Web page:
Thursday, October 13, 2011

Ringneck Snake

While stacking wood for the winter I noticed this little Ringneck snake trying to sneak into the garage. It was all kinked up for some reason. Monday was a warm day so maybe it was coming out of an early hibernation to catch a bite before the real cold sets in.



Northern Ringneck snakes like this Diadophis punctatus are fairly common in West Virginia. According the Dr. Pauley in “Amphibians and Reptiles in West Virginia”, they are usually found in woodland habitats near water. I have a small creek at the edge of my property so that fits. He also says they can be found under the cover of rocks, bark, logs, leaves, or other debris. That fits too because this one crawled out from my last year’s wood pile.


I had been taking some of the old wood from the stack to bring into the garage when I spotted a redback salamander that skittered away. I hope this snake doesn’t eat it, even though it is one of their preferred foods. You can see how tiny the snake is compared to the oak leaf.


They are very docile but they will secrete a foul smelling musk when roughly handled. I used a stick to encourage it to go back into the old wood pile so I wouldn’t get musked. Dr. Pauley mentioned that “a single female may lay from 1 to 7 eggs, and a dozen or more females may use the same nest.” Now that is a good use of resources and labor saving as well.


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8 comments:

Carolyn H said...

I've always like ring-necked snakes. I think it's partly because they are not too large or too intimidating in appearance. It would be interesting to know why this one was kinked up like that.

squirrel said...

Carolyn I think that snakes get kinked up like that when they have been curled up and idle for a while. I see them that way most often in early spring. The longer this one sat in the sun and then began to move the straighter it became. At least that is my theory. It also looked like it hadn't eaten for a while.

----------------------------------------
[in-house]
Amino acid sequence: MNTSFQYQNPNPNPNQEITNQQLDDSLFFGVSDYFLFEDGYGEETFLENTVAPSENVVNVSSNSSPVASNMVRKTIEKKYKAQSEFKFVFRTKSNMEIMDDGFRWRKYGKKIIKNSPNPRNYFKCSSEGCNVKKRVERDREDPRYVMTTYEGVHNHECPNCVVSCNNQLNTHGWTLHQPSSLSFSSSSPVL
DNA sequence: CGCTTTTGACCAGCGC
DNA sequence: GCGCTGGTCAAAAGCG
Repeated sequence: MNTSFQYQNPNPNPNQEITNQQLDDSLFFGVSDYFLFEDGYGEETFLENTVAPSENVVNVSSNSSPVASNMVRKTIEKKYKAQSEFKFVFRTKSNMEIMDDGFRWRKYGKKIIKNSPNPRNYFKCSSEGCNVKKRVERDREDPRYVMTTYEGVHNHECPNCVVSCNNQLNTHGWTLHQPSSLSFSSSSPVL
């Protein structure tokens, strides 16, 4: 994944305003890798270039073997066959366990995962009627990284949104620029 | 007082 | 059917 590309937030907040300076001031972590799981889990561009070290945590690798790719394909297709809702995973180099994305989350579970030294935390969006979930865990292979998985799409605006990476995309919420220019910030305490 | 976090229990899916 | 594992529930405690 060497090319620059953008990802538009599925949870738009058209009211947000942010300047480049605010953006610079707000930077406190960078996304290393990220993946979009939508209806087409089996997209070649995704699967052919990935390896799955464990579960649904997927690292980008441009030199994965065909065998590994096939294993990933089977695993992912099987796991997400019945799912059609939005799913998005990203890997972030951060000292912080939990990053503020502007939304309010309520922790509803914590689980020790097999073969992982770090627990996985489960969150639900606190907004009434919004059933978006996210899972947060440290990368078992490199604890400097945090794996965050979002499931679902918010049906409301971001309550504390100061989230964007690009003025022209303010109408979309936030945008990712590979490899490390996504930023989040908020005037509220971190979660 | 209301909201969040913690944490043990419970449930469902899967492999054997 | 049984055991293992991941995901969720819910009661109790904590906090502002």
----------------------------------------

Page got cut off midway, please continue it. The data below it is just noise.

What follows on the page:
Rambling Woods said...

How interesting...our common garter snakes I think can let out a musky smell and I see them occasionally. Thank you for adding this post to nature Notes...Michelle

Woodswalker said...

What a funny wiggly squiggly shape for a snake! And what an adorable one, too. I've never seen one where I live in northern NY.

Crafty Green Poet said...

what a nice looking snake

Ellen Rathbone said...

That's a terrific image of the snake. I've seen lots of snakes in my life, but never one all kinky as that! I was going to ask if it finally straightened out, but I see you already answered that for Carolyn!

Simon said...

Great picture of the snake! Please contact me on s.maddock@nhm.ac.uk as I would be very interested in using the image in an article that I am working on. I will give you more details during our correspondance.

Thank you,
Simon

Simon said...

Great picture of the snake! Please contact me on s.maddock@nhm.ac.uk as I would be very interested in using the image in an article that I am working on. I will give you more details during our correspondance.

Thank you,
Simon